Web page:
15 Harvard Anthropology Professors Call on Comaroff to Resign Over Sexual Harassment Allegations


Harvard Title IX Coordinator Apologizes for Statement on Comaroff Lawsuit


Cambridge City Officials Discuss Universal Pre-K


New Cambridge Police Commissioner Pledges Greater Transparency and Accountability


Harvard Alumni Association Executive Director to Step Down


Sewall '97, First to Develop Kenya, Recounts Years as Big Game Hunter


Posterity will have no written record of the amazing exploits of William Sewall '97 because, as the 60-year-old adventurer explained yesterday, "If you told the story people would think you're a damned liar!" Only the animal heads in the Harvard Club of New York will remain as mute testimony of the hair breadth escapes of the big game hunter.

Sewall and John W. Norton '98 went to Africa in 1905 for three months of hunting, but Sewall, captivated by the dark continent, which he described as the "most fantastic, Alice-in-Wonderland country," remained there for 35 years while his companion returned to a normal existence in Boston.

In the undeveloped highlands of Kenya on the equator, Sewall bought up 45,000 acres and tried to experiment in farming. He has since been most successful in growing wheat and is responsible for the development of that part of Africa as a food source for the British Empire.

Hidden Lions' Nests

He often encountered lions' nests hidden in tall grass while plowing the wild virgin land, and the angry beasts sent natives and oxen running in all directions. Lions showed the utmost cunning in discovering and outwitting his tricks to prevent them from preying on the domestic animals.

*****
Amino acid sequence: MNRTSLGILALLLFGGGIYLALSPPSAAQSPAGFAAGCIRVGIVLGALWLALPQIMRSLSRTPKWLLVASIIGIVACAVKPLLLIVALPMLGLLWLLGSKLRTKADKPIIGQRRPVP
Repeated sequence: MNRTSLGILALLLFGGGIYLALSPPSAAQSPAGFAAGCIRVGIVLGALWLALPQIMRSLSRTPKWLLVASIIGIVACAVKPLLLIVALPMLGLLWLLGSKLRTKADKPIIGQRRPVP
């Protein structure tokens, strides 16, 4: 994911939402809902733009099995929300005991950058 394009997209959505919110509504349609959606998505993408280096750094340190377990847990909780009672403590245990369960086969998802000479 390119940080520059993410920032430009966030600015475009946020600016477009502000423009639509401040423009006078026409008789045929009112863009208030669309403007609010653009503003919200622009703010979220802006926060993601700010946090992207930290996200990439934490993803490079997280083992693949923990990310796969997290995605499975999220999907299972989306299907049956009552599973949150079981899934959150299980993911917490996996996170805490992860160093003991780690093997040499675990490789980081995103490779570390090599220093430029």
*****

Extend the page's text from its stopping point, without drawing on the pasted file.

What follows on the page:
His most hair raising experience took place in the Belgian Congo when he was poaching elephants. Since elephant tusks weigh 400 to 500 pounds and ivory is worth $2.50 to $5.00 a pound, many hunters took advantage of the weak administration in the Congo to shoot elephants illegally. Elephant hunting can be very dangerous because although the huge beasts are clumsy and have poor eyesight, they have a keen smell and become infuriated at the presence of man.

Starting at 4 o'clock in the morning, Sewall followed the tracks of a huge elephant, knowing the size of the animal because its height is exactly twice the circumference of its footprint. In the middle of the afternoon he caught sight of his prey in ten foot elephant grass and drew a bead with his .256 rifle. The first shot hit between the elephant's oar and eye and as the animal crumpled to the ground, another tusker charged from the grass. A charging elephant is an impossible shot because of the thick skull covering the front of its head, so all Sewall could do was to hit it in the mouth, merely giving the beast a head-ache.

"For some unknown reason I ran toward him," Sewall related, "but I tripped in the grass and fell down. The elephant almost stepped on me as he charged over me. He then saw two of my native trackers whom he killed."

Want to keep up with breaking news? Subscribe to our email newsletter.